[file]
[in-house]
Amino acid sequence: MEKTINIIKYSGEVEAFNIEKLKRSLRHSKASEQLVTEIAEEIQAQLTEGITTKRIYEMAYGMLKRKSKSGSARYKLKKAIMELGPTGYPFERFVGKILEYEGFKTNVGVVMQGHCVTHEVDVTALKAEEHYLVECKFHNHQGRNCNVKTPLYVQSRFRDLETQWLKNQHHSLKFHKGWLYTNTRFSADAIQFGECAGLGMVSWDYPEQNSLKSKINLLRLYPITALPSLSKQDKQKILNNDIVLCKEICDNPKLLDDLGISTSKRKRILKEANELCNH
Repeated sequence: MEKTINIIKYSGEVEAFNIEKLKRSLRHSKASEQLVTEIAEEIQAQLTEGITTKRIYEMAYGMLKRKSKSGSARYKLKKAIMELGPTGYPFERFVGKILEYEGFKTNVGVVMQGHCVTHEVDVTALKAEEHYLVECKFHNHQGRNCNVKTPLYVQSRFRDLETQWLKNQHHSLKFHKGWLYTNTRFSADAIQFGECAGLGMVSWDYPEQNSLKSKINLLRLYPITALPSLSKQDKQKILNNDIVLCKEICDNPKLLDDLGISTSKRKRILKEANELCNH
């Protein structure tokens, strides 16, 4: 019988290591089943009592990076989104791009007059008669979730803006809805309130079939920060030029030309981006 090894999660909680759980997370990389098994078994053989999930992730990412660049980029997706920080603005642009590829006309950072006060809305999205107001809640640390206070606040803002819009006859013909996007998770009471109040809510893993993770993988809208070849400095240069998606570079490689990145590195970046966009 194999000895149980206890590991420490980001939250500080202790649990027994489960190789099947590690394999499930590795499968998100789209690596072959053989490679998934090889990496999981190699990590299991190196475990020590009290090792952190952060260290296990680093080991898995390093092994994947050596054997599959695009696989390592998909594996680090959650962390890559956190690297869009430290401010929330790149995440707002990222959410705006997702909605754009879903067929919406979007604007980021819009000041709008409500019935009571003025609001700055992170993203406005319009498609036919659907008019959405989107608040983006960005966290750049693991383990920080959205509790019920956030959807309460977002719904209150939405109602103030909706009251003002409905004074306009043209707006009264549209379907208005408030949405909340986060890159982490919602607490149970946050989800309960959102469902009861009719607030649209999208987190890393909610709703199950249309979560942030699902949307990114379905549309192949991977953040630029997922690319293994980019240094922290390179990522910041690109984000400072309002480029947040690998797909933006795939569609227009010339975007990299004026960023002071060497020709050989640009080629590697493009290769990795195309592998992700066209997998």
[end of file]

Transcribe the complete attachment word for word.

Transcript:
[in-house]
Amino acid sequence: MEKTINIIKYSGEVEAFNIEKLKRSLRHSKASEQLVTEIAEEIQAQLTEGITTKRIYEMAYGMLKRKSKSGSARYKLKKAIMELGPTGYPFERFVGKILEYEGFKTNVGVVMQGHCVTHEVDVTALKAEEHYLVECKFHNHQGRNCNVKTPLYVQSRFRDLETQWLKNQHHSLKFHKGWLYTNTRFSADAIQFGECAGLGMVSWDYPEQNSLKSKINLLRLYPITALPSLSKQDKQKILNNDIVLCKEICDNPKLLDDLGISTSKRKRILKEANELCNH
Repeated sequence: MEKTINIIKYSGEVEAFNIEKLKRSLRHSKASEQLVTEIAEEIQAQLTEGITTKRIYEMAYGMLKRKSKSGSARYKLKKAIMELGPTGYPFERFVGKILEYEGFKTNVGVVMQGHCVTHEVDVTALKAEEHYLVECKFHNHQGRNCNVKTPLYVQSRFRDLETQWLKNQHHSLKFHKGWLYTNTRFSADAIQFGECAGLGMVSWDYPEQNSLKSKINLLRLYPITALPSLSKQDKQKILNNDIVLCKEICDNPKLLDDLGISTSKRKRILKEANELCNH
């Protein structure tokens, strides 16, 4: 019988290591089943009592990076989104791009007059008669979730803006809805309130079939920060030029030309981006 090894999660909680759980997370990389098994078994053989999930992730990412660049980029997706920080603005642009590829006309950072006060809305999205107001809640640390206070606040803002819009006859013909996007998770009471109040809510893993993770993988809208070849400095240069998606570079490689990145590195970046966009 194999000895149980206890590991420490980001939250500080202790649990027994489960190789099947590690394999499930590795499968998100789209690596072959053989490679998934090889990496999981190699990590299991190196475990020590009290090792952190952060260290296990680093080991898995390093092994994947050596054997599959695009696989390592998909594996680090959650962390890559956190690297869009430290401010929330790149995440707002990222959410705006997702909605754009879903067929919406979007604007980021819009000041709008409500019935009571003025609001700055992170993203406005319009498609036919659907008019959405989107608040983006960005966290750049693991383990920080959205509790019920956030959807309460977002719904209150939405109602103030909706009251003002409905004074306009043209707006009264549209379907208005408030949405909340986060890159982490919602607490149970946050989800309960959102469902009861009719607030649209999208987190890393909610709703199950249309979560942030699902949307990114379905549309192949991977953040630029997922690319293994980019240094922290390179990522910041690109984000400072309002480029947040690998797909933006795939569609227009010339975007990299004026960023002071060497020709050989640009080629590697493009290769990795195309592998992700066209997998």